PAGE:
Subtexts by Dan Brady
In an innovative form, Dan Brady plays with the methods of erasure poetry to create something entirely new. His new book, Subtexts, is a collection of ten poems (in 88 pages) that uncover the networks of language and meaning through shifting layers of text. The poems concern themselves with some of the greatest threats humans face in 2022—from climate change, to the surveillance state, to America’s mental health crisis—and how our future hinges on our ability or failure to communicate.
Experimental while still accessible, Brady’s self-erasures find the freedom to say all that there is to say—and to reveal even that which is left unsaid.
Praise for Subtexts
“Brady’s poems contract and unfurl as you read them. I don’t want to spoil the surprise, but imagine what mysteries would be revealed if you took a cell sample from the paper this book is printed on and looked at it under a microscope. What if you dissected the book’s spine or were handed an MRI of the writer’s brain? These excavations reveal beautifully layered and nuanced truths.”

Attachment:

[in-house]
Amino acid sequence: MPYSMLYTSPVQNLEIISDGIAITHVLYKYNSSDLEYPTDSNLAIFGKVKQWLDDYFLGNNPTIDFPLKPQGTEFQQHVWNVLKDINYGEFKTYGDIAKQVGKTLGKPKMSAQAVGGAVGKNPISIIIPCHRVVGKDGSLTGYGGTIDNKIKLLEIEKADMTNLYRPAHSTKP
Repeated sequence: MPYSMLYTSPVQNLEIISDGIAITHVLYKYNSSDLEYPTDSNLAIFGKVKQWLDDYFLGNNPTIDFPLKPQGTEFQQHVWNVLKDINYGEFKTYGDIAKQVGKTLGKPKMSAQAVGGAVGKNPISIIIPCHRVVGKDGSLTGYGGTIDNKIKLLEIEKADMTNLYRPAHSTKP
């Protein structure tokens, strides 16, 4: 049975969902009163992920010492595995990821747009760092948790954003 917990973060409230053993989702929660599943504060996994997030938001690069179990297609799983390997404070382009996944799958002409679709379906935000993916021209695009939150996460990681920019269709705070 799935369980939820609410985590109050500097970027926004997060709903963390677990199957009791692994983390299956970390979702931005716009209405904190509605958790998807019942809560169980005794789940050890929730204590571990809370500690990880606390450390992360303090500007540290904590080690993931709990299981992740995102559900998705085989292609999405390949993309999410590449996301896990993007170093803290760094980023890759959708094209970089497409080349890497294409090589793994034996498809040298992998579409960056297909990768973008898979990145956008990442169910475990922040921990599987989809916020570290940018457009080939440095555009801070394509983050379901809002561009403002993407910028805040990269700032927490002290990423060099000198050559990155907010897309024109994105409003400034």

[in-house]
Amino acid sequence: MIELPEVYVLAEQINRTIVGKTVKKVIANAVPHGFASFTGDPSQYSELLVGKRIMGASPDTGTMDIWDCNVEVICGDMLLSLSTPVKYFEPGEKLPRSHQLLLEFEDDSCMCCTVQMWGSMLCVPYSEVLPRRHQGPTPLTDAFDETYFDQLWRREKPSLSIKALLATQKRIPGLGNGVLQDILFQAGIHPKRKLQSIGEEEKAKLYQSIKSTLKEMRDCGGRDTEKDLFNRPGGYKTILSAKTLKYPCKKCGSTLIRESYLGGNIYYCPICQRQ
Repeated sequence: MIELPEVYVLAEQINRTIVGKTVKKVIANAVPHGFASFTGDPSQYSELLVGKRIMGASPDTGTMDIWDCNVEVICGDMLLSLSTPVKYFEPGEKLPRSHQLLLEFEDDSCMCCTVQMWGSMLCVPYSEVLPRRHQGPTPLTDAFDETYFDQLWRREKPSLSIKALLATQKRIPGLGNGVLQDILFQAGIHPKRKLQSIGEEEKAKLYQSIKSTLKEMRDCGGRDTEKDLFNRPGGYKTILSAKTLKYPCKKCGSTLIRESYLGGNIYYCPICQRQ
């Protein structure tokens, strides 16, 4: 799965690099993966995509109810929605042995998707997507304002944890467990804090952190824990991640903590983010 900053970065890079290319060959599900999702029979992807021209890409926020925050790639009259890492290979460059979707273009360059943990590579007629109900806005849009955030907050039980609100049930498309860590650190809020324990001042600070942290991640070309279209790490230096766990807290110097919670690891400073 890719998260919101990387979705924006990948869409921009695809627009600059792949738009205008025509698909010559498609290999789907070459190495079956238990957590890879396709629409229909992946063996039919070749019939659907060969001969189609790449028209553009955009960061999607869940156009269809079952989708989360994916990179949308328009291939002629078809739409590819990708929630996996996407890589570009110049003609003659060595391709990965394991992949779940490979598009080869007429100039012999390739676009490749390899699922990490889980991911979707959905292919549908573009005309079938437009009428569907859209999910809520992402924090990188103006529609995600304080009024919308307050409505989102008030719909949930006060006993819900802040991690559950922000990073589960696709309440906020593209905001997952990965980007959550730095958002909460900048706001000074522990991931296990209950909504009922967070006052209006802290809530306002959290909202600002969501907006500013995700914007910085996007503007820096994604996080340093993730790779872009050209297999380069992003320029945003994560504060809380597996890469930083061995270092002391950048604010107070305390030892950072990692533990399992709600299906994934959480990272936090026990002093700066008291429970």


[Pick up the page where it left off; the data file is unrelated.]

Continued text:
—Matthea Harvey, author of If the Tabloids Are True What Are You?
“The poems in Dan Brady’s Subtexts build a world for us on their own terms as each page dives deeper into the personal and the communal through expansion and contraction. Brady’s play with form teaches us how to be better readers, to listen closely to what is being said and perhaps more importantly to the unspoken. Between the lines are moments of joy and pain, of confusion and surrender. ‘I want you to know that I am here. We are here together,’ Brady writes. Together we grow into, through, and towards language.”
—Eloisa Amezcua, author of Fighting Is Like a Wife
“Modeled after Eugene Leroy’s layered paintings, these poems assemble and dissemble themselves right before the reader’s eyes. This is an exciting form that complicates the content of what we say and what lies just below the surface of our intent and meaning.” —Jen Fitzgerald, author of The Art of Work
“These poems are an accumulation and an erasure, it’s a mystery and a maze with the key built into its guts…The form of these pieces really works to amplify and distort the content. It’s hard to capture just what the poems do, so you might well have to grab a copy and see for yourself. Just know that it’s something that can alter the way you are in the world in the way that good things do.” —Tony Mancus, author of All the Ordinariness
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